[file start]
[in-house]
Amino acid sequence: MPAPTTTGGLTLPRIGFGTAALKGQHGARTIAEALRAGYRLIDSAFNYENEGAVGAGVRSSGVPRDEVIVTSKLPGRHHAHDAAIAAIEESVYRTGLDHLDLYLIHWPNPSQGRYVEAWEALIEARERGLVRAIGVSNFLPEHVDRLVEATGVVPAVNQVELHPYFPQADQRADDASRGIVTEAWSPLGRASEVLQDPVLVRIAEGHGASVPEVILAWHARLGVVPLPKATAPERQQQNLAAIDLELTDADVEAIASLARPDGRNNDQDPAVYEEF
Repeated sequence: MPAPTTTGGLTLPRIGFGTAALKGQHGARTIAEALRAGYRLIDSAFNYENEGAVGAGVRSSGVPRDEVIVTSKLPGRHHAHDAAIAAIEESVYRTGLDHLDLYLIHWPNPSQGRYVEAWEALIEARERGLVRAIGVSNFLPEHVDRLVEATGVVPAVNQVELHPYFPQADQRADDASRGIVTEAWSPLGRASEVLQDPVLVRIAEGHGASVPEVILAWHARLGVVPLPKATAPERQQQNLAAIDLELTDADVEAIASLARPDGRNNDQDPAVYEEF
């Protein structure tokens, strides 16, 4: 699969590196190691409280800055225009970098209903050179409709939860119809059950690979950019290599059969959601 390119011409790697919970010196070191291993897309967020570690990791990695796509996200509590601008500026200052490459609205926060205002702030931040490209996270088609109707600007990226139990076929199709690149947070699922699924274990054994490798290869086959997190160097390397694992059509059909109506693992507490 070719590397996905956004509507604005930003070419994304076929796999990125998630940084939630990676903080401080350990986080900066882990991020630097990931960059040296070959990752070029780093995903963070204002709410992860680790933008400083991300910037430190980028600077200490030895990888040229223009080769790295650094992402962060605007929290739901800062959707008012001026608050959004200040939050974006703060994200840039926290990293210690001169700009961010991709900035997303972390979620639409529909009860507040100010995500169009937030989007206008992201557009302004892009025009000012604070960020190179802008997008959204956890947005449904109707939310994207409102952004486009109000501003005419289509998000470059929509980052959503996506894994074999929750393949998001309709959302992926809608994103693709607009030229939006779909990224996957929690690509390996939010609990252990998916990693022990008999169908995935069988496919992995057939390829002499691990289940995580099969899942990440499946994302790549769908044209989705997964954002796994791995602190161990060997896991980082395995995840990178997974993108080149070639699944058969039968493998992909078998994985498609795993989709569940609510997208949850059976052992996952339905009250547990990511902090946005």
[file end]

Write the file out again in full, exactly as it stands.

[in-house]
Amino acid sequence: MPAPTTTGGLTLPRIGFGTAALKGQHGARTIAEALRAGYRLIDSAFNYENEGAVGAGVRSSGVPRDEVIVTSKLPGRHHAHDAAIAAIEESVYRTGLDHLDLYLIHWPNPSQGRYVEAWEALIEARERGLVRAIGVSNFLPEHVDRLVEATGVVPAVNQVELHPYFPQADQRADDASRGIVTEAWSPLGRASEVLQDPVLVRIAEGHGASVPEVILAWHARLGVVPLPKATAPERQQQNLAAIDLELTDADVEAIASLARPDGRNNDQDPAVYEEF
Repeated sequence: MPAPTTTGGLTLPRIGFGTAALKGQHGARTIAEALRAGYRLIDSAFNYENEGAVGAGVRSSGVPRDEVIVTSKLPGRHHAHDAAIAAIEESVYRTGLDHLDLYLIHWPNPSQGRYVEAWEALIEARERGLVRAIGVSNFLPEHVDRLVEATGVVPAVNQVELHPYFPQADQRADDASRGIVTEAWSPLGRASEVLQDPVLVRIAEGHGASVPEVILAWHARLGVVPLPKATAPERQQQNLAAIDLELTDADVEAIASLARPDGRNNDQDPAVYEEF
């Protein structure tokens, strides 16, 4: 699969590196190691409280800055225009970098209903050179409709939860119809059950690979950019290599059969959601 390119011409790697919970010196070191291993897309967020570690990791990695796509996200509590601008500026200052490459609205926060205002702030931040490209996270088609109707600007990226139990076929199709690149947070699922699924274990054994490798290869086959997190160097390397694992059509059909109506693992507490 070719590397996905956004509507604005930003070419994304076929796999990125998630940084939630990676903080401080350990986080900066882990991020630097990931960059040296070959990752070029780093995903963070204002709410992860680790933008400083991300910037430190980028600077200490030895990888040229223009080769790295650094992402962060605007929290739901800062959707008012001026608050959004200040939050974006703060994200840039926290990293210690001169700009961010991709900035997303972390979620639409529909009860507040100010995500169009937030989007206008992201557009302004892009025009000012604070960020190179802008997008959204956890947005449904109707939310994207409102952004486009109000501003005419289509998000470059929509980052959503996506894994074999929750393949998001309709959302992926809608994103693709607009030229939006779909990224996957929690690509390996939010609990252990998916990693022990008999169908995935069988496919992995057939390829002499691990289940995580099969899942990440499946994302790549769908044209989705997964954002796994791995602190161990060997896991980082395995995840990178997974993108080149070639699944058969039968493998992909078998994985498609795993989709569940609510997208949850059976052992996952339905009250547990990511902090946005």